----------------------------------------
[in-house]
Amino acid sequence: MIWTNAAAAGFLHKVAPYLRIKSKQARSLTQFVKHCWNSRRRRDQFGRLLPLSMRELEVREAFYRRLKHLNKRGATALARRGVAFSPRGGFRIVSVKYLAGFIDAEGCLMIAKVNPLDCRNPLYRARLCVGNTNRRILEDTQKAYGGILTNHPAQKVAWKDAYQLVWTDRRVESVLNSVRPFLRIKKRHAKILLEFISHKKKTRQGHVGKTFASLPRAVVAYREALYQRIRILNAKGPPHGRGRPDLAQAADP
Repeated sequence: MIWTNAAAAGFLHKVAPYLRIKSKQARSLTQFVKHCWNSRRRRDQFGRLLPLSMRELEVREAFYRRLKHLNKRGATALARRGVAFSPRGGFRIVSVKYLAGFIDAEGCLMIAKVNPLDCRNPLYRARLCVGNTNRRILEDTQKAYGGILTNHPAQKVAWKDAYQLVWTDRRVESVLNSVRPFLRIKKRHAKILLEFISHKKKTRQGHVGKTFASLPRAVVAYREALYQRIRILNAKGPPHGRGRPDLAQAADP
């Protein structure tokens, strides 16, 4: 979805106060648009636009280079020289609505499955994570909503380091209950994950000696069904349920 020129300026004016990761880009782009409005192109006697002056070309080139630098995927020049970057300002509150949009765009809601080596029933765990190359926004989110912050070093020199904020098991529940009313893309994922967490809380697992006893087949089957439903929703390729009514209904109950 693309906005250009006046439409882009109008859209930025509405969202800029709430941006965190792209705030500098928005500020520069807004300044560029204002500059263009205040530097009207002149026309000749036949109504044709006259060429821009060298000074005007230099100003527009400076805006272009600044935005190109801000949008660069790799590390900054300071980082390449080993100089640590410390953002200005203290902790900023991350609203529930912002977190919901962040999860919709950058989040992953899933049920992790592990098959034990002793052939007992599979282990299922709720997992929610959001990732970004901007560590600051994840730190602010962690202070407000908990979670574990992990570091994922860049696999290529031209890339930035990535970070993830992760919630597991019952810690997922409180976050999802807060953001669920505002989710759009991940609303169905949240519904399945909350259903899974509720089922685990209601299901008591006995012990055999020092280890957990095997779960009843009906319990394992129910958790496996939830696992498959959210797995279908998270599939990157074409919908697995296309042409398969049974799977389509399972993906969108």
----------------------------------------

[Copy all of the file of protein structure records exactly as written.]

[in-house]
Amino acid sequence: MIWTNAAAAGFLHKVAPYLRIKSKQARSLTQFVKHCWNSRRRRDQFGRLLPLSMRELEVREAFYRRLKHLNKRGATALARRGVAFSPRGGFRIVSVKYLAGFIDAEGCLMIAKVNPLDCRNPLYRARLCVGNTNRRILEDTQKAYGGILTNHPAQKVAWKDAYQLVWTDRRVESVLNSVRPFLRIKKRHAKILLEFISHKKKTRQGHVGKTFASLPRAVVAYREALYQRIRILNAKGPPHGRGRPDLAQAADP
Repeated sequence: MIWTNAAAAGFLHKVAPYLRIKSKQARSLTQFVKHCWNSRRRRDQFGRLLPLSMRELEVREAFYRRLKHLNKRGATALARRGVAFSPRGGFRIVSVKYLAGFIDAEGCLMIAKVNPLDCRNPLYRARLCVGNTNRRILEDTQKAYGGILTNHPAQKVAWKDAYQLVWTDRRVESVLNSVRPFLRIKKRHAKILLEFISHKKKTRQGHVGKTFASLPRAVVAYREALYQRIRILNAKGPPHGRGRPDLAQAADP
């Protein structure tokens, strides 16, 4: 979805106060648009636009280079020289609505499955994570909503380091209950994950000696069904349920 020129300026004016990761880009782009409005192109006697002056070309080139630098995927020049970057300002509150949009765009809601080596029933765990190359926004989110912050070093020199904020098991529940009313893309994922967490809380697992006893087949089957439903929703390729009514209904109950 693309906005250009006046439409882009109008859209930025509405969202800029709430941006965190792209705030500098928005500020520069807004300044560029204002500059263009205040530097009207002149026309000749036949109504044709006259060429821009060298000074005007230099100003527009400076805006272009600044935005190109801000949008660069790799590390900054300071980082390449080993100089640590410390953002200005203290902790900023991350609203529930912002977190919901962040999860919709950058989040992953899933049920992790592990098959034990002793052939007992599979282990299922709720997992929610959001990732970004901007560590600051994840730190602010962690202070407000908990979670574990992990570091994922860049696999290529031209890339930035990535970070993830992760919630597991019952810690997922409180976050999802807060953001669920505002989710759009991940609303169905949240519904399945909350259903899974509720089922685990209601299901008591006995012990055999020092280890957990095997779960009843009906319990394992129910958790496996939830696992498959959210797995279908998270599939990157074409919908697995296309042409398969049974799977389509399972993906969108």